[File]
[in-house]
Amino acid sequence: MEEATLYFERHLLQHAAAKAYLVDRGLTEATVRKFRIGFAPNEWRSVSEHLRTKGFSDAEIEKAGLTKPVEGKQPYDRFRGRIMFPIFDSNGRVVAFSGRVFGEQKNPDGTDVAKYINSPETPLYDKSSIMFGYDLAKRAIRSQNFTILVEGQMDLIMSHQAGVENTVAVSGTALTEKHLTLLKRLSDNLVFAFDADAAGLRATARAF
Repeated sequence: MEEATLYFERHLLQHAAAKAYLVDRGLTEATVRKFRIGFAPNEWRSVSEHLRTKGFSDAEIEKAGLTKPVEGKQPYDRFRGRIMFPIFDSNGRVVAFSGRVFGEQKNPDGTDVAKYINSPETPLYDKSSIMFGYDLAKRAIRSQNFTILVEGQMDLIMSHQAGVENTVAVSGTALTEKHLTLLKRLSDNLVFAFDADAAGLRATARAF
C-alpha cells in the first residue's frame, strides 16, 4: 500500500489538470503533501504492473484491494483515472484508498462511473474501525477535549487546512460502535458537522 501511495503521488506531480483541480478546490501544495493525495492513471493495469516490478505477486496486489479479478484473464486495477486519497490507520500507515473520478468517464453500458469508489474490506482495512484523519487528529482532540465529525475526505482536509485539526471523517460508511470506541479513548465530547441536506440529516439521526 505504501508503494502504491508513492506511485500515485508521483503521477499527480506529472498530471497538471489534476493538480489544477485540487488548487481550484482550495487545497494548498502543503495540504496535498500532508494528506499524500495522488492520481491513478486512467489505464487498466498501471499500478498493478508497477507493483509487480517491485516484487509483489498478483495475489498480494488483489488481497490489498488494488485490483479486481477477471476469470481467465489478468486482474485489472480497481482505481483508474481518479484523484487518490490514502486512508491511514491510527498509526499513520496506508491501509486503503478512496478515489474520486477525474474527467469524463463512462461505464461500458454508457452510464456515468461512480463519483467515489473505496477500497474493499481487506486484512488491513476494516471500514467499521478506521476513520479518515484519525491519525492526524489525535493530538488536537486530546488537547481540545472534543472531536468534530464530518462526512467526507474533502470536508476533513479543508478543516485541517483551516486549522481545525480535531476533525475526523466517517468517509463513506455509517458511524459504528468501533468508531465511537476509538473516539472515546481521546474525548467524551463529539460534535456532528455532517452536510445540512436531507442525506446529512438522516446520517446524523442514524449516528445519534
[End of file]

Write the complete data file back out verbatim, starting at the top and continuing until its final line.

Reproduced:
[in-house]
Amino acid sequence: MEEATLYFERHLLQHAAAKAYLVDRGLTEATVRKFRIGFAPNEWRSVSEHLRTKGFSDAEIEKAGLTKPVEGKQPYDRFRGRIMFPIFDSNGRVVAFSGRVFGEQKNPDGTDVAKYINSPETPLYDKSSIMFGYDLAKRAIRSQNFTILVEGQMDLIMSHQAGVENTVAVSGTALTEKHLTLLKRLSDNLVFAFDADAAGLRATARAF
Repeated sequence: MEEATLYFERHLLQHAAAKAYLVDRGLTEATVRKFRIGFAPNEWRSVSEHLRTKGFSDAEIEKAGLTKPVEGKQPYDRFRGRIMFPIFDSNGRVVAFSGRVFGEQKNPDGTDVAKYINSPETPLYDKSSIMFGYDLAKRAIRSQNFTILVEGQMDLIMSHQAGVENTVAVSGTALTEKHLTLLKRLSDNLVFAFDADAAGLRATARAF
C-alpha cells in the first residue's frame, strides 16, 4: 500500500489538470503533501504492473484491494483515472484508498462511473474501525477535549487546512460502535458537522 501511495503521488506531480483541480478546490501544495493525495492513471493495469516490478505477486496486489479479478484473464486495477486519497490507520500507515473520478468517464453500458469508489474490506482495512484523519487528529482532540465529525475526505482536509485539526471523517460508511470506541479513548465530547441536506440529516439521526 505504501508503494502504491508513492506511485500515485508521483503521477499527480506529472498530471497538471489534476493538480489544477485540487488548487481550484482550495487545497494548498502543503495540504496535498500532508494528506499524500495522488492520481491513478486512467489505464487498466498501471499500478498493478508497477507493483509487480517491485516484487509483489498478483495475489498480494488483489488481497490489498488494488485490483479486481477477471476469470481467465489478468486482474485489472480497481482505481483508474481518479484523484487518490490514502486512508491511514491510527498509526499513520496506508491501509486503503478512496478515489474520486477525474474527467469524463463512462461505464461500458454508457452510464456515468461512480463519483467515489473505496477500497474493499481487506486484512488491513476494516471500514467499521478506521476513520479518515484519525491519525492526524489525535493530538488536537486530546488537547481540545472534543472531536468534530464530518462526512467526507474533502470536508476533513479543508478543516485541517483551516486549522481545525480535531476533525475526523466517517468517509463513506455509517458511524459504528468501533468508531465511537476509538473516539472515546481521546474525548467524551463529539460534535456532528455532517452536510445540512436531507442525506446529512438522516446520517446524523442514524449516528445519534